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"F. C. G."




[No title]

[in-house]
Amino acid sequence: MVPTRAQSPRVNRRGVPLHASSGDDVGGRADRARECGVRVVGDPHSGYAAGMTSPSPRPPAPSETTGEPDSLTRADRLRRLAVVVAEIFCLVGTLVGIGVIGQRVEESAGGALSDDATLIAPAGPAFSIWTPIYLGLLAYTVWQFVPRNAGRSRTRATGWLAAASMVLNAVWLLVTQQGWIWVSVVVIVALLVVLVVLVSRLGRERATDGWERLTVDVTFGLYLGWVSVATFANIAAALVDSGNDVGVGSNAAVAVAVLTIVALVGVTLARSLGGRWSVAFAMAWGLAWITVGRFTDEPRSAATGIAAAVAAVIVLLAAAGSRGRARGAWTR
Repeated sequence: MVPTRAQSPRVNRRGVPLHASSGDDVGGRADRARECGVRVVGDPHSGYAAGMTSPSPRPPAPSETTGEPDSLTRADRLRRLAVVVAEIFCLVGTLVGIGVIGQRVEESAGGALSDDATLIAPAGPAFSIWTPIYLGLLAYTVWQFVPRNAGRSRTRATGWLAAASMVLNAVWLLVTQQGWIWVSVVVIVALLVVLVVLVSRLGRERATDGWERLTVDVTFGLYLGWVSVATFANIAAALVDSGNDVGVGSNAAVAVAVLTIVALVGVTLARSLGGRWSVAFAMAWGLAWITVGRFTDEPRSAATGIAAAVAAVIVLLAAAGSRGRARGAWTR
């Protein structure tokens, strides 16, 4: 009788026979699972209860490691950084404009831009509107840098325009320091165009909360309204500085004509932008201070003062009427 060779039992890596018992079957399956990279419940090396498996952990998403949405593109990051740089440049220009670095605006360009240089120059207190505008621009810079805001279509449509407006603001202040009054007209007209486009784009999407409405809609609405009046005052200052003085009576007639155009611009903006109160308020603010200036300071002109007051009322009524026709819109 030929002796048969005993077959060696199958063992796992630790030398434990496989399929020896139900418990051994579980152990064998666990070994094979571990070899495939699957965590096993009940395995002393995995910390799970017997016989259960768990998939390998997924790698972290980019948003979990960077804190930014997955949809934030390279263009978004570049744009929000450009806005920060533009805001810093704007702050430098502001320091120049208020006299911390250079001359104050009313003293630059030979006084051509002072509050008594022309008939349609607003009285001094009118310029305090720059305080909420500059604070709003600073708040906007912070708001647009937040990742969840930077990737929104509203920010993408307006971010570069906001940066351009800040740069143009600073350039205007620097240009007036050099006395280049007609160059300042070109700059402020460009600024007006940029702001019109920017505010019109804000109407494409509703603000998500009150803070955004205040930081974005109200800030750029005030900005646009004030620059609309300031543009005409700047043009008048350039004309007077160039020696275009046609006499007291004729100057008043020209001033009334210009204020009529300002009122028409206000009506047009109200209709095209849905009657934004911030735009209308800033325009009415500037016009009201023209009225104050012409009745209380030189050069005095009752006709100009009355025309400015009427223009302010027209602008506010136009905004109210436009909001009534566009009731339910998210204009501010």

THE LATE "FREE CHURCHMAN," BY THE EX-ENGLISH EDITOR. The "Free Churchman" is dead. I wish to make this known. First, that our friend the enemy may breathe again. Next, that he may indulge the harmless gratification of supposing that he drove the last nail into its coffin. Who killed the Free Churchman ? I, said the A.C.P., And now its up a tree"- I killed the Free Churchman." etc., etc. My life as Editor was brief, but bright and decidedly brisk. The printer who climbed into the Editor's chair" has been compelled to climb out of it. But the time passed very pleasantly. For three months out of the six which marked its mortal career, the magazine enjoyed a quiet immunity from notice of any sort. We told our public who were born and buried, which chapel anniversary took place, on what date, etc., etc. "And there is nothing new under the sun." But in the fourth month, on the fifteenth day of the month, we collided with a well-known educational institution in the town, and things began to hum We were favoured in your columns with a letter, written in what, for lack of a better term, must be described as the screaming style. As thus:—"A dastardly attack!" (Johnson's Theatre and the Melodrama Villain ''S'blood S'death Meet me houtside the wood in a hour ") Having a magazine I was, of course able to quietly reply to these heroics as the time came ronnd. But now I am periodical- less. (The Ex-English Editor must take the resprasibility of the last upon his own shoulders). And so it comes unlonely now to pass that I am found knocking at the doors of The Cambrian Accept my thanks, in anticipation, for granting me admission. And let me say, by the way, how thcroughly we appreciate the fairness and the freedom of your paper. A manacled Religion, and Education, and Trade are not our only evils. We suffer from a manacled Press. And far worse, in my estimate, than a tied Church, or a tied School, or a tied Public-house, is a tied News- paper. But there is none of this about The Cambrian. The freedom of your columns, verging almost upon laxity, is sufficiently attested by the notes of Watchman which appear week by week. And by the way again, who is this irrepressible and quite irresponsible Watchman P It would lift a load from the heart of Neath if you could only tell us. Is he a single entity P Or are they a coterie ? Do they meet on misty moonlight nights and concoct the notes" with which we are favoured ? I really wish you could let us know. One thing is certain, if he is an individual, he is a man of opinions, rather than of convictions. At the com mencement of the controversy to which we have referred, he went for me. But, later on, he was found slating the schoolmaster. Now a man who is on both sides is on neither, and he must be a man of opinions rather that of convic- tions. There is, of course, another explanation. Was it that Watchman wished to draw the English editor ? If that was his little game, he was foiled. But he drew the other fellow, and then, sportsmanlike, he proceeded to play with the fish which swallowed the bait. If he is disposed to accept a word of kindly advice, he will, in future, adopt a definite policy, and pursue it, and give up his fishing. Bat this has taken me away from that scarlet letter. Several of my friends, after reading my replies in the Free Churchman, expressed astonishment that I had nothing to say about the style of the epistle. I must say that that seemed to me to be no part of my function. I coiiflned myself to the question between us. But now things have changed. The controversy is closed, the Free Churchman is defunct, I am a free lance, and I may now be permitted to say that the letter in question is the most remarkable, without a single exception, that I have ever read. Its most striking feature, far and away, is the number of things, beside the real issue, it was found possible to crowd into it. First, there were 4) kindly references to a London barrister. Next, a confession of hard labour in the attainment of academic honours. Subsequently, an expression of trust in the honest judgment of the Welsh people. Incidentally, a record of his experiences with Jewish and G3ntile youths, parenthetically, a learned disquisition on English, with an invocation of the "shades" of a great grammarian; hypothetically, a passing, gentle thrust at my interest in local elections; finally and conclusively, a clarion call to prove a state- ment that was never made against a department that was rever indicted. And then, somewhere in the tody of the letter, a line or two in refer- ence to the question at stake. Now this is clever. This is remarkably clever. It is the work of a diplomatist. It reveals a master in the art of not seeing. And it makes splendid reading, provided one has the Comic Muse ever at his elbow. An editor should have a sense of humour, and a certain apathy as to his own reputation. And the Celt, in this case, is deeply grateful to the Saxon for his benevolent intentions. Last week the schoolmaster tried humour. But this was not so successful. His forte, unquestionably, is hysterics and a man should stick to what he can do best. I wish to expiess my gratitude through you for that brief sojourn of mine among the scribblers. It has taught me a good deal that is useful and interesting. Among other things we (it is impossible for a six months' editor not to drop into the first person plural,) were very near the fulfilment of one of our life's ambitIOns-the ambition to go to goal. We know now how it may be accomplished. One has but to tell the uncomfortable truth about Church or State, and "instantly" tlie Powers will set about obliging him. It is the old, brutal argument, "Cry Credo, or we clap you into irons! "And Nonconfor- mity is well used to it. She was born in prison, and a host of her sons have had the stone bench of a prison, and a litter of straw as the reward of their piety. The same spirit is alive and abroad in our day as in the time of which Browning writes Full measure the gentler enjoyed the fun, As a twenty-five were tried, rank Puritans caught at prayer In a cowhouse and laid by the heels—have at 'em, devil may care i— And ten were prescribed the whip, and ten a brand on the cheek, And five a slit of the nose—just leaving enough to tweak." But we have nothing to fear from this spirit. We have everything to hope. Wnile this is tha attitude towards us we shall never become a spent force." Our danger begins when, for our Nonconformity, we are patted on the back, and when they cease to turn us out of our farms, and imprison us for going to chapel. Whoso would be a mun," says Emerson, "must be a Noncon- formist." But lie must pjy the penalty. For the virtue in must request is conformity." [BY OUR OWN COKBESPONDENT.] SERIOUS ASSAULT ON THE POLICE. At the Neath County Police Court on isox- ing Day, before Mr. Edward Davids, and Mr. T. Powell, Charles Jcne-3. alias Ciiarne Kegan, a naulier, of fckewen, was biouglii up in custody and charged with violently as- saulting P. C. Fred Evans, and P. C. George E. Williams, at Skewen. On Christmas Eve the police were called to the Peiican Inn to eject the accused. The police got him out- side where he became very violent, throwing himself on the ground and kicking iiite a madman. Police sergt. Evans read a long list of convictions against the accused, allll said the Ltnch would see from the list that he had a. very bad character. The Bench sent the accused to gaol for six months' hard labour. STRANGE BEH AVIOUR AT CADOXTON. At the Neath County Police Court held ou Boxing Day, before Mr. Edward Duvies aud Mr. 1. Powell, Fred Williams, of Lianbra- dach, was brought up in custody and chaigeu with being drunk and disorderly at Cauos- ton on Christmas Eve. It seeing that about | ten o'clock at night the defendant made an unexpected attack upon the door of one of the Cadoxton villagers. He burst in the door and threw down a table, and smashed three lamps (two of them alight). The occu- pants of the house were terror-stricken, and it is a matter of wonder that the house was not set on fire. Defendant was f-ned 10s. and costs. It was understood in Court that relatives of the defendant had paid for the damage done by him. l YULETIDE FESTIVITIES. Bands of carol singers ushered in the great festival of the year. On Christmas Eve Midnight Mass was said at St. Joseph's Cath- olic Church, where there was as usual a large congregation. At six o'clock on Christmas morning there was a communion scrvice at St. Thomas's Parish Church, and later there were two more communion services. There were also communion services at St. David's Cnurch. At the Wesleyan Chaped, the Rev. J. Hugh Jones preached an appropriate Christmas sermon. In t.he evening there was a most enjoyable entertainment at the Town Hall, under the auspices of Zoar Sun- day School, t nd the presidency of the Mayor of Neath (Councillor L. C. Thomas). All the the performers acquitted themselves most creditably. Fine weather favoured the Christmas holidays, and the crowd who at the football field witnessed the contest be- tween Neath and i-ilandilo, did not suffer any physical discomfort. There was a most successful conversazione at the Mission Hall at night. This was an inovation upon old usage, and it proved highly attractive. All the entertainers, and they were very numer- ous, were warmly applauded. The inmates of the Cottage Homes had a bountiful Christ- mas feast on the day before Christmas Day. Mr. and Mrs. Joseph E. Moore, the generous givers of the feast, were both present, and evidently enjoyed the proceedings. There were also present Mr. Hopkin Jones (Chair- man of the Board of Guardians), Mr. H. P. Charles (ex-Mayor), and Mr. F. J. Gibbons. At the Neath Workhouse the inmates sat down to a sumptuous repast (including the pint of beer which was thought by some to be essential to the enjoyment of the feast). All except the beer was given by Mrs. Grif- fith Llewclljn as in past years. At the close a hearty vote cf thanks was accorded Mrs. Llewellyn on the motion of the Chairman of the Board (Mr. Hopkin Jones), seconded by the Mayor of Neath (Councillor L. C. Thomas) A vote of thanks was also given Mrs. and Miss Mills. Amongst those who were present at the carving were the ex- Mayor (Aid. H. P. Charles), Mr. D. R. David (Vice-Chairman), Aid. Edward Davies, Aid. W. B. Trick and Mrs. Trick, Miss Fanny Curtis, Mr. Walter Whittington, Mr. and Mrs. J. Fear Davies, Dr. Davies, Dr. Morris, the Misses Jones, 2, South-terrace, and Mr. T. W. Jcnes. THE VEXED SCHOOL QUESTION. The following is the reply which Mr. Wat- son, A.C.P., makes to a question asked by the Editor of the "Free Churchman" (now defunct), why Nonconformity is not so well represented in tho various departments of Alderman Davies' Schools as it was formerly. Mr. Watson's reply is apparently without any reserve. "Our Nonconformist pupil- teachers, as a rule, have hailed from Swan- sea. We have driven them, willy-nilly, to Church. Going to Church—shrieking out protests all the way, they have missed their trains and their teas. Missing their meals, they have fallen into an easy t'eclinc, and when their parents have eent us letters, stronger in their English than the English editor's,we have stood over tho pupil-teachers and made them as clean as ink-bottles. The English editor will easily see why it is so much otherwise." BOARD OF GUARDIANS. CHRISTMAS BEER. A meeting of the above-named Board was held last week, Mr. Hopkin Jones (chair- man), presiding, the following were also pre- sent Messrs. D. R. David and Wm. Howell (vice-chairmen), Messrs. J. H. Moore, M. G. Roberts, H. P. Charles, A. S. Gardner, J. Edwards Vaughan, C. E. Price, John Jones (Cwmavon), Dr. Thomas, B. A. Griffiths, Walter Rice Evaus, Edward Davies, S. B- Davies, LI. Howell (Aberavon), Richard Davies, Wm. Jones, Dr. Elias, Dr. Williams, Rev. J. Edwards, and W. D. Jones. Mr. B. A. Griffiths raised the question of giving the Workhouse inmates beer with their Christmas dinner. He thoaght that as they (presumably ihe Guardians) had had a good year they should not begrudge the paupers thp extra treat. He moved that beer be given. Mr. Walter Rice E:ans seconded. The Rev. James Ed wards objected, and re- ferred to the fact that such large numbers became inmates ef the workhouse through drink, he asked how they as Guardians would in future be. able to offer words of reproof respecting drink if they allowed it to be introduced into the Christmas feast. The Matron (Mrs. Mills), on being asked by Mr. J. H. Moore for her opinion, and a statement as to how the giving of beer re- sulted in years gone by, said that the giving of beer had been discontinued for many years as it was found that it creatcd a spirit of insubordination, and after the Christmas feast some had escaped from the House and subsequently had to appear before the mag- istrates. Alderman H. P. Charles approved of the giving cf beer but under proper management. He would not approve of beer being placed indiscriminately before the paupers. They should first be asked individually whether. they wished to have beer. As to the remark that persons came to the workhouse through drink, they were people who abused the drink. Ultimately the motion that beer be given was carried by 13 votes to 9. The Chairman voted against the motion. It was resolved to request the member for Mid-Glamorgan to present a memorial to Parliament in favour of the Pure Beer Bill. This was the last business, and as the mem- bers were dispersing, one of them was heard to murmur the refrain, Beer, beer, glorious beer. Fill yourselves right up to here, Up with the sale of it, Down with a pail of it, Glorious, glorious beer." WESTERN DISTRICT MINERS' ASSOCIATION. The monthly meeting of the Western District Association of Miners' was held at the Cambrian Hotel, Neath, on Saturday, Mr. T. Pope, Ogmore Vale, the retiring president in the chair. There were 56 delegates present, representing 14,000 men. Mr. Roger H. Williams was re-elected treasurer for the ensuing year, and Mr. D. Edwards, Ogmore Vale, va.- elected president. The ageut (Mr. Joan Williams) gave a lengthy report in respect to the work done by him, and by hiscolltague (Mr. W. E. Morgan) during the past month. He alluded to the slump which had taken place m the piicea of coals in the Western District, and hoped that it would prove to be only a temporary one, and that the prices would be restored lor:,mvit:i. He made a telling appeal on behalf of tue funds of the Cardiff Iufirmary, and spoke from personal knowledge of the excellent work done by that institution. The relief and the various other benefits derived from the Cardiff Infirmary by suffering humanity could not be stated in words. He felt the matter laid upon his heart and conscience, and it was his in- tention to send on iiionaay morning a guinea to the Western Mail fund. He entreated the dele- gates to take the matter up, and bring it before their respective lodges, and ne hoped there would be generally a iesoive to help the fund promoted by the paper he had named. Mr. Williams was warmly-thanked fur his clear and able report. COUNTY COURT.—THURSDAY. [Before His Honour J udge:UisllOp.] CLAIM FOR BKICKS.—Hambiet's Biue Brick Co., .Ltd., iiromwich, sued Jtirnest Jones, contrac- tor, of, lor zE45 16s. 8d., the value of bricks sold and delivered. Mr. Ivor Bowen (instructed by Messrs. William Thomas and Guest, Carnon-sirect, Birmingham) appeared for the plaintiffs, and Mr. baward Poweli for the deienoant. — Mr. J. A. Hoslord, manager of the plain.iff company, gave evidence in support of the claim, ana bricks stated to be of a similar character to these contracted for were produced in court.—The defendant's case was that the bricks were not accordiug to sample, and not up to tiie regulation chitracter.-Atter a long hear- ing His Honour gave judument lor plaintiffs with costs. COUNTY POLICE.—FRIDAY. [Befoie Mr. Edward Davies and Mr. Walter Rice Evans.J DRUNKENNESS.—The following were fined for drunkenness William Morgan, woodcutter, Pontwhaiby, 7s. 6d. and costs; Joshua Griffiths, collier, Pontwyn, 10s. including costs John Greenwood, labourer, Briton Ferry, 7a. 6d. and Ousts and J ohn Artus, collier, Reaoiven, 5s. and costs. PROHIBITED HOURS.-Hugh Prichard, sinker, and Hugti lhomas, labourer, both of Skewen, weie eacn fined 7s. 6d. and costs for being at the Burrows Lodge Inn, during prohibited Lours. REFUSING TO QUIT.-Philip Rees, a contrac- tor, of Cwmgwrach, for being disorderly and refusing to quit licensed premises was ordered to pay 10s. and costs. THROWING STONES.—Thomas Price, haulier, of Seven Sisters, was summoned for throwing stones on the highway, and ordered to pay 10s. and costs. WITHOUT LIGHTS.—For driving without lights George Wilcox, Neath, was fined 2s. 6d. and costs. For a similar offence, Rees Gethin Rees, haulier, Neath, was fined 2s. 6d. and costs. William Lewis, Melyncrythan, similarly charged, was fined 20s. and costs. RIDING ON THE FOOTPATH.—Grosvenor Hutchinson, saddler, Glyn-Neath, was fined 5s. and costs for riding a bicycle on the footpath. LEAVING A CART UNATTENDED.—Charles Cheeke, bottler, and spirit merchant, Neath, was fined 2s. 6d. and costs RETIREMENT OF AN INSPECTOR. Reference was made at the Neath County Police Court on Friday to the impending re- tirement of Police Inspector Protheroe. Alderman Edward Davies said he desired on behalf of the Bench to express regret at the retirement of so tried and valued an officer as Inspector Protheroe. He hoped he would live for many years to enjoy a retirement which had been well-earned. Inspector Pro- theroe suitably thanked the magistrates for their Kind expressions. BURNT TO DEATH. A five-months old child named Mildred Rogers, was left in her cot in the kitchen of her mother's house at Pentreffynon, Cadox- ton, on Thursday night. The mother was away only a few minutes, but when she re- turned she found the coverlet of the cot ablaze. Another child left in the room had played with matches, with the too frequent result. Dr. Elias was called in,but he could not do anything. An inquest was held on Friday afternoon, and at its close the Cor- onor (Mr. Cuthbertson) seriously reprove the mother for leaving such young children to themselves. The jury found a verdict of death from fcuffocation. AN OLD "SWANSEY" LETTER DISCOVERED AMONGST THE STATE PAPERS. The following letter, discovered amongst the State papers (domestic, Charles II., 1682) in what has been termed the National Waste Paper Office," will posses interest for most readers of The Cambrian. It has never before been pub- lished. It is stated that his Majesty King Charles expressed his satisfaction with the letter, and declared that it was better composed than any other letter received by his Secretary of State, upon his Majesty's restoration to health:- RIGHT HONOURABLE,—This his Majesties antient Corporation, prostrat at your honour's feet (by us the Portreeve and Aldermen thereof), humblie renders its most hearty and unanimous thanks to your honour for favouring us in soe high a degree with your honourable letter of the 30th of May last, whereby we were acquainted with his Majesties late sicknesse and most happy recovery. And wee humbly presume to lett your honour know that at the reading of that letter publickly among us the first part of it chill'd all our hearts with a cold icy fear upon the appre- hention of his sacred Majesties soe iminent danger. But the latter part has fill'd us all soe brimfull of joy that though wee did by bells and bonfires, and other vulgar wayes, immediatly endeavour to lett the world see some part of it. Yet wee then did and still doe want means and words to expresse the hearty and truly loyall satisfaction that this whole Corporation unani- mously receaved att the news of his sacred Majesties most happy recovery of his healthe, which wee most heartily pray the King of all Kings long to continue to his most august Majesty, togeather with a long and happy reigne over us, undisturbed by either forraine or domestick enimies. And this is the hearty and dayly prayer of this loyall Corporation, and especially of His Majesties most loyal and devoted sub- jects, and your Honours most humble and ready servants. THOS. PHILLIPS, Portreeve. JOHN BOWEN. "WILL JONES. OWEN ROGERS. MATHEW DAVIDS. JOHN HOWELLS. "Burg., Swansey, 5 die Juny, 1682." Addressed on back:—" To the Right Honour- able Sir Leolin Jenkins, Kt., hi.-i Majesties principall Secretary of State. These humblie present."